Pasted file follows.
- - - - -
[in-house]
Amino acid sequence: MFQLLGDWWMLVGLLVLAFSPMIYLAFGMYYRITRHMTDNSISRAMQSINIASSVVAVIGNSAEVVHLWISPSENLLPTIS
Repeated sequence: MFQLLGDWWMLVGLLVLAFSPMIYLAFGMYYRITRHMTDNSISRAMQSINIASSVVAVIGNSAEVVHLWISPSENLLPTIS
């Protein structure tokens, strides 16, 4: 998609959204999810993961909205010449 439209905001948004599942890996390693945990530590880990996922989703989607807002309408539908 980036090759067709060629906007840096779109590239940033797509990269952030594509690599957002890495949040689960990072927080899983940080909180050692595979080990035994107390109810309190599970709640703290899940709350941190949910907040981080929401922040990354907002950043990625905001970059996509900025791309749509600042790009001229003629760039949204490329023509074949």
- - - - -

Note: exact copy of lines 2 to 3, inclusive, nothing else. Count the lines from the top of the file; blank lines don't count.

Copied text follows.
Amino acid sequence: MFQLLGDWWMLVGLLVLAFSPMIYLAFGMYYRITRHMTDNSISRAMQSINIASSVVAVIGNSAEVVHLWISPSENLLPTIS
Repeated sequence: MFQLLGDWWMLVGLLVLAFSPMIYLAFGMYYRITRHMTDNSISRAMQSINIASSVVAVIGNSAEVVHLWISPSENLLPTIS